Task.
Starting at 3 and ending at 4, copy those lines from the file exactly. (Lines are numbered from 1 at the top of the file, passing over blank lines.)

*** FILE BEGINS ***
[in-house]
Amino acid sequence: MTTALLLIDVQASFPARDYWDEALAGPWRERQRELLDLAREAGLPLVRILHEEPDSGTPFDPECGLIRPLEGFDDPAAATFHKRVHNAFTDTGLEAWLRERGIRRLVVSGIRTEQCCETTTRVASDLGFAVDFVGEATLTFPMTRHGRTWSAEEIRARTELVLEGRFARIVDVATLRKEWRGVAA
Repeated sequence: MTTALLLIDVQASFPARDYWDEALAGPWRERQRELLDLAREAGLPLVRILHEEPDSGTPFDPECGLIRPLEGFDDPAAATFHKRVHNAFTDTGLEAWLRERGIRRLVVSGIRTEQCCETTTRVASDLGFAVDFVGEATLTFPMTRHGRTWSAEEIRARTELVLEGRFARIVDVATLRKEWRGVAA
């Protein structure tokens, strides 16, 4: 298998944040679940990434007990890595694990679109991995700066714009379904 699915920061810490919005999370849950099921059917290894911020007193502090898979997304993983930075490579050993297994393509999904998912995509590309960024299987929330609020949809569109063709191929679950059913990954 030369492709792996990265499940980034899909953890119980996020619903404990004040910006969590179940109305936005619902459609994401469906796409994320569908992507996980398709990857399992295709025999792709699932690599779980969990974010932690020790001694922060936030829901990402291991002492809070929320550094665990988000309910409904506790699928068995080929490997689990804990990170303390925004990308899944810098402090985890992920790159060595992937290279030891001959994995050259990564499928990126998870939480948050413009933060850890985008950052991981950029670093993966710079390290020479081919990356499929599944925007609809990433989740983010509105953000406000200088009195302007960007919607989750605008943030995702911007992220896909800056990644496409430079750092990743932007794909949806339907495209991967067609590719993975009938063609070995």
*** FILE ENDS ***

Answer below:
Repeated sequence: MTTALLLIDVQASFPARDYWDEALAGPWRERQRELLDLAREAGLPLVRILHEEPDSGTPFDPECGLIRPLEGFDDPAAATFHKRVHNAFTDTGLEAWLRERGIRRLVVSGIRTEQCCETTTRVASDLGFAVDFVGEATLTFPMTRHGRTWSAEEIRARTELVLEGRFARIVDVATLRKEWRGVAA
């Protein structure tokens, strides 16, 4: 298998944040679940990434007990890595694990679109991995700066714009379904 699915920061810490919005999370849950099921059917290894911020007193502090898979997304993983930075490579050993297994393509999904998912995509590309960024299987929330609020949809569109063709191929679950059913990954 030369492709792996990265499940980034899909953890119980996020619903404990004040910006969590179940109305936005619902459609994401469906796409994320569908992507996980398709990857399992295709025999792709699932690599779980969990974010932690020790001694922060936030829901990402291991002492809070929320550094665990988000309910409904506790699928068995080929490997689990804990990170303390925004990308899944810098402090985890992920790159060595992937290279030891001959994995050259990564499928990126998870939480948050413009933060850890985008950052991981950029670093993966710079390290020479081919990356499929599944925007609809990433989740983010509105953000406000200088009195302007960007919607989750605008943030995702911007992220896909800056990644496409430079750092990743932007794909949806339907495209991967067609590719993975009938063609070995």